4. Stories can be used to share learning and lessons from successes and failures with colleagues, donors and other key audiences.

We learn from others mistakes. End of. But really we do. As adults we become less daring and so we let others mess up first and listen to them tell us what we didn’t know already to ensure that we don’t walk the same plank again and again because that would just be the height of stupidity. But where the process is developmental and can be improved, we sometimes like to better each other and tell each other stories in order to extract any information that may be useful in our pursuits and future endeavours. Reverse Psychology 101. It is ok to make mistakes but just learn from them. You have got to admit to failure to become a success. It’s usually a great popularity mechanism. But hey fake it til you make it! Til then keep telling tales and making it up as you go along! Peace out!


What’s the story, boy?!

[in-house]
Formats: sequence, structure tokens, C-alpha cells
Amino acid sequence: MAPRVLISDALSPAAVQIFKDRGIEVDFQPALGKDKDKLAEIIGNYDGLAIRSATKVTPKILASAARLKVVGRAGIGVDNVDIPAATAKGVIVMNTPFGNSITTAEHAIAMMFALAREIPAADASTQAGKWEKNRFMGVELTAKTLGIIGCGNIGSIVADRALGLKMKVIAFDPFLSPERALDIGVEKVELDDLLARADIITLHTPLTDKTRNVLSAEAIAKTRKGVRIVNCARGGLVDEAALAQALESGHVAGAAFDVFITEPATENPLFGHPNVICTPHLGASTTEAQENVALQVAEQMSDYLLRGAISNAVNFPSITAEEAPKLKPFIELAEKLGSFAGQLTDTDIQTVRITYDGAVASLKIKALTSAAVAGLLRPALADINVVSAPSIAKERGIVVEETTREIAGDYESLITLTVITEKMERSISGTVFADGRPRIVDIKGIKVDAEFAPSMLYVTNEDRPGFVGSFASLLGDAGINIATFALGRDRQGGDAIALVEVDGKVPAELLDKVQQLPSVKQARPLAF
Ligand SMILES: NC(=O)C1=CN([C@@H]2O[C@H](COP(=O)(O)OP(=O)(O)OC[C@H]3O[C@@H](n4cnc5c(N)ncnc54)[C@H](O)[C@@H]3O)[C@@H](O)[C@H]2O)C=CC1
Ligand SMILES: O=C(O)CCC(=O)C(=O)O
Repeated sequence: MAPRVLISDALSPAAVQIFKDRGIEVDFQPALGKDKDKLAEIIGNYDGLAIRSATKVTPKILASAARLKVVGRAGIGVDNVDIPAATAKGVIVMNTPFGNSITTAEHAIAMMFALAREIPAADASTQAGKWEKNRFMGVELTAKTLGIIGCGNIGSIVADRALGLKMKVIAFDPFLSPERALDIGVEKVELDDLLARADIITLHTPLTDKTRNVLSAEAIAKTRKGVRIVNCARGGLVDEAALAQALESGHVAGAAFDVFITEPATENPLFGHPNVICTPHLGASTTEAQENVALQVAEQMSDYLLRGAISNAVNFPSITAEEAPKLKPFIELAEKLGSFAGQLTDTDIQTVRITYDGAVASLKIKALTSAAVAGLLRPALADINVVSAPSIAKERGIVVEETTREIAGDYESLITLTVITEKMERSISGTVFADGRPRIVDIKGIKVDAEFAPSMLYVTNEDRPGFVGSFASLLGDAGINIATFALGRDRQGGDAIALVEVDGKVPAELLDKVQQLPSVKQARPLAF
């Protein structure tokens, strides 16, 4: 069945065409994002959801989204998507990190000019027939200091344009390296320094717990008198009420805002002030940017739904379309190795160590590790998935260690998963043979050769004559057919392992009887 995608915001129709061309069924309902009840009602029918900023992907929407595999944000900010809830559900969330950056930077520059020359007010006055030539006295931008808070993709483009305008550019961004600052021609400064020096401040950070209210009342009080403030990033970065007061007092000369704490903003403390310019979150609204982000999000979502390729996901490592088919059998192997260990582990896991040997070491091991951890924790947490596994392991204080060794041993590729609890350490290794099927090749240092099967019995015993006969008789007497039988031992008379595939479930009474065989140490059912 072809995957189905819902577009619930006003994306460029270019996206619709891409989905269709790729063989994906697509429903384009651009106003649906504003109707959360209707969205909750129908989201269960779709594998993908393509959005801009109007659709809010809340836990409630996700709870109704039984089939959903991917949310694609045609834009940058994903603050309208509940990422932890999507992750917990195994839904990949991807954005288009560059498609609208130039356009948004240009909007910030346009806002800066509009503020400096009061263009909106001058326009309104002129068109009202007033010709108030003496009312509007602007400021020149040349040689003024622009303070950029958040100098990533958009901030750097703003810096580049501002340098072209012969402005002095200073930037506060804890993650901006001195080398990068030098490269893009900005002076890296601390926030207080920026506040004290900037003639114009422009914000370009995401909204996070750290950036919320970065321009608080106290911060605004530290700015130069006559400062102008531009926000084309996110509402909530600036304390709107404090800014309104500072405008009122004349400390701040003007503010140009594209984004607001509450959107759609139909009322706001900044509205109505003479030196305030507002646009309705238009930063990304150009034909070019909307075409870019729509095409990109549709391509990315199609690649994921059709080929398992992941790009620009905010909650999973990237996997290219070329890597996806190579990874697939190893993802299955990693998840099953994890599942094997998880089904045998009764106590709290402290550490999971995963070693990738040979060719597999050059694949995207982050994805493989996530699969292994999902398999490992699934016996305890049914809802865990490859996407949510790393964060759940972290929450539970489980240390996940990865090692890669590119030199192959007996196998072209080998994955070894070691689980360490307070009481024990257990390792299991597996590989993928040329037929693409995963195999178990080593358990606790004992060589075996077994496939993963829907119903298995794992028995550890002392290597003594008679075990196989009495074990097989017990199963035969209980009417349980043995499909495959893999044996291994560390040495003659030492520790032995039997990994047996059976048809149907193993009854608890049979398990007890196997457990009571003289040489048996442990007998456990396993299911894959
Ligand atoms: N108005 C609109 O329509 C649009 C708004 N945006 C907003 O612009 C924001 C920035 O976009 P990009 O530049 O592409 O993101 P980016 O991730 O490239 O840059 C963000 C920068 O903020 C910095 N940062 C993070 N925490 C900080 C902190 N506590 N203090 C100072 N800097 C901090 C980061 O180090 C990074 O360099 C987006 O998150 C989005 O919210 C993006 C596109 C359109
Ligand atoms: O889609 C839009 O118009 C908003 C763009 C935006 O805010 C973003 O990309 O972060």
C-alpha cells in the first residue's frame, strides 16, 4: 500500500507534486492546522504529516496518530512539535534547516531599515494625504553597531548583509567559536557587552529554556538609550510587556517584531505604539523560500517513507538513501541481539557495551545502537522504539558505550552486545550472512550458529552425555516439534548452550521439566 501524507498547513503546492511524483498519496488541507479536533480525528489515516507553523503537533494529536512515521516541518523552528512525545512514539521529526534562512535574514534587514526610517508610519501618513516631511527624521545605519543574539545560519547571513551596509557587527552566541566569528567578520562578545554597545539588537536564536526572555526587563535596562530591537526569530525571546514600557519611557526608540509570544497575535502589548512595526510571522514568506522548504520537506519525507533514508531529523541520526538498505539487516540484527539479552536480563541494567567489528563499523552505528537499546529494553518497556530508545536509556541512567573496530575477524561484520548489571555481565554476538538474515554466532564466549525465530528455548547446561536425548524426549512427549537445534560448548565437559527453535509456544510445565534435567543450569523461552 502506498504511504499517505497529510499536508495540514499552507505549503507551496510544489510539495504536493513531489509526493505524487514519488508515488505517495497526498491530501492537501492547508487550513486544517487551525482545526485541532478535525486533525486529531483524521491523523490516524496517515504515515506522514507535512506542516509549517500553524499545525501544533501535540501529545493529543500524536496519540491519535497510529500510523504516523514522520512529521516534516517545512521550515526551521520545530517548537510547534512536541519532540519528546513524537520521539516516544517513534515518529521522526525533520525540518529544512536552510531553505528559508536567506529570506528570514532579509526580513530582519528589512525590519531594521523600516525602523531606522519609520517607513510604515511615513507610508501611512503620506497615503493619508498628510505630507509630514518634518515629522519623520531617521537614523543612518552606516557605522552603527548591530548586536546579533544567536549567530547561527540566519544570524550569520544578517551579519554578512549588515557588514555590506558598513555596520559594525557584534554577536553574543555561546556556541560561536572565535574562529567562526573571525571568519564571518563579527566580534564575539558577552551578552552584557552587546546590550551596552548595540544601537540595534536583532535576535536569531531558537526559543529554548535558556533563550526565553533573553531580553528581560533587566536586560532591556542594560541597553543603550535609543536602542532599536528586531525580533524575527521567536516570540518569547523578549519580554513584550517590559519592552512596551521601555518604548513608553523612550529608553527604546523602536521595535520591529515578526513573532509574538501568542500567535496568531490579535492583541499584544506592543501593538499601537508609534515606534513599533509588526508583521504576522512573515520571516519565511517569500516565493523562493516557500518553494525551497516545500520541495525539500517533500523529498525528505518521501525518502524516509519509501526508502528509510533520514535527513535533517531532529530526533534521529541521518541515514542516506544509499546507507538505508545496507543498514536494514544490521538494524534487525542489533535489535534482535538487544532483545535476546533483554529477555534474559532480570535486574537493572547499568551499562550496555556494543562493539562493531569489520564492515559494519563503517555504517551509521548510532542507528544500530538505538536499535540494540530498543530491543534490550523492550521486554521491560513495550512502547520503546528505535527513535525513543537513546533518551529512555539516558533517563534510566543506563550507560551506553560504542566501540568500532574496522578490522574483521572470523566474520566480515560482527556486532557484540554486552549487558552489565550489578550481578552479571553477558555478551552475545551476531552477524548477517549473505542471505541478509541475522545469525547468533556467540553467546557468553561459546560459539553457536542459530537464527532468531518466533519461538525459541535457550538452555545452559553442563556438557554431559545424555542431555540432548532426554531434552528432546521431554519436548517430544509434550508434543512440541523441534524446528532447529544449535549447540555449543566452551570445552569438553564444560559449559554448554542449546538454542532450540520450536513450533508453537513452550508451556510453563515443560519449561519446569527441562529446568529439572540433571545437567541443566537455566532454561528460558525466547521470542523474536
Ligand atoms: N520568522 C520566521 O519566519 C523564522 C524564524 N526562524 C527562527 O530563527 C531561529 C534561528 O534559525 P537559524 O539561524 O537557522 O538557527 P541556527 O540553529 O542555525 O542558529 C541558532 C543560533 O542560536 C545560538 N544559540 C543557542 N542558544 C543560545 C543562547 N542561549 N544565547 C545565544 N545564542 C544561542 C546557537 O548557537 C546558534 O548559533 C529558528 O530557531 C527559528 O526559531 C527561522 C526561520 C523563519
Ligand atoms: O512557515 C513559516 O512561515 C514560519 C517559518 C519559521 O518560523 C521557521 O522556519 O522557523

Storytelling in all its forms is a key player in helping us to gain an understanding of the world we live in. From the moment we come into the world until we learn to read we rely on storytelling through listening to others. Stories build connections, connecting information in order to make sense of things, otherwise we would all live in a random world of practically useless information. Irish people are not fully aware of their value in the world and the potential they hold to unlocking the world of digital storytelling. Many of the Irish, including the diaspora, are born gifted with the natural ability to tell stories. Two shorten the road by giving it length and breadth, by widening it and making it longer. Storytelling is the first step to empowerment, revealing the self in its raw form and setting out to reshape and reclaim what is yours. Irish people are adept probably because of the high levels of emigration in the past and even nowadays. Forced to adapt and change to the world around them, developing an understanding of other cultures, being sensitive to others beliefs. Knowing what to say and knowing when to zip it. The Irish have universal appeal!